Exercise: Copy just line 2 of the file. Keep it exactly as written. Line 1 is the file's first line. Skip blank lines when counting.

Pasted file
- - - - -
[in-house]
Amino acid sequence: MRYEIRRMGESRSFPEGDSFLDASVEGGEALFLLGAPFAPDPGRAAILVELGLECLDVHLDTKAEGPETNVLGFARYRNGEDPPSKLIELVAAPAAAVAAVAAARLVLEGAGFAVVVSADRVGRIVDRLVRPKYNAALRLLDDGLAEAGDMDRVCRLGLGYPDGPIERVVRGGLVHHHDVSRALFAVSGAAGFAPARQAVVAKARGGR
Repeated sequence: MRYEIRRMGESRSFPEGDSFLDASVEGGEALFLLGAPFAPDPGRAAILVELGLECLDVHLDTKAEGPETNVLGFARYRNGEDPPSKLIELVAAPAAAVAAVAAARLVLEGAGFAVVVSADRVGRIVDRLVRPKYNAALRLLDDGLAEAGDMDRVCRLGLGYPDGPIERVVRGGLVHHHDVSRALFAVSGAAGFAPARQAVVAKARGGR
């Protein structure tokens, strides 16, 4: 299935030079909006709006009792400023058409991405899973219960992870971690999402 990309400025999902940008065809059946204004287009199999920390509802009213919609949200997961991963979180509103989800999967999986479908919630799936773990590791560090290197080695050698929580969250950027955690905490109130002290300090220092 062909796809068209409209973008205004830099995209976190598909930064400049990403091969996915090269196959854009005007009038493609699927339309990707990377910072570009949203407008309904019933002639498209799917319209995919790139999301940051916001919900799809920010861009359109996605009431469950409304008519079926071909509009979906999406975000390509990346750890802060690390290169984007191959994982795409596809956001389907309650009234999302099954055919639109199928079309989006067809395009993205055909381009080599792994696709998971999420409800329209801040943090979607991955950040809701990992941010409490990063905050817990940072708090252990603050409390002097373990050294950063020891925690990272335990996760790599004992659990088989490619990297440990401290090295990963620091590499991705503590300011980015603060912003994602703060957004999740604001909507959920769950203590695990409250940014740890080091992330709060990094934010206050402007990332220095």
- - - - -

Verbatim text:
Amino acid sequence: MRYEIRRMGESRSFPEGDSFLDASVEGGEALFLLGAPFAPDPGRAAILVELGLECLDVHLDTKAEGPETNVLGFARYRNGEDPPSKLIELVAAPAAAVAAVAAARLVLEGAGFAVVVSADRVGRIVDRLVRPKYNAALRLLDDGLAEAGDMDRVCRLGLGYPDGPIERVVRGGLVHHHDVSRALFAVSGAAGFAPARQAVVAKARGGR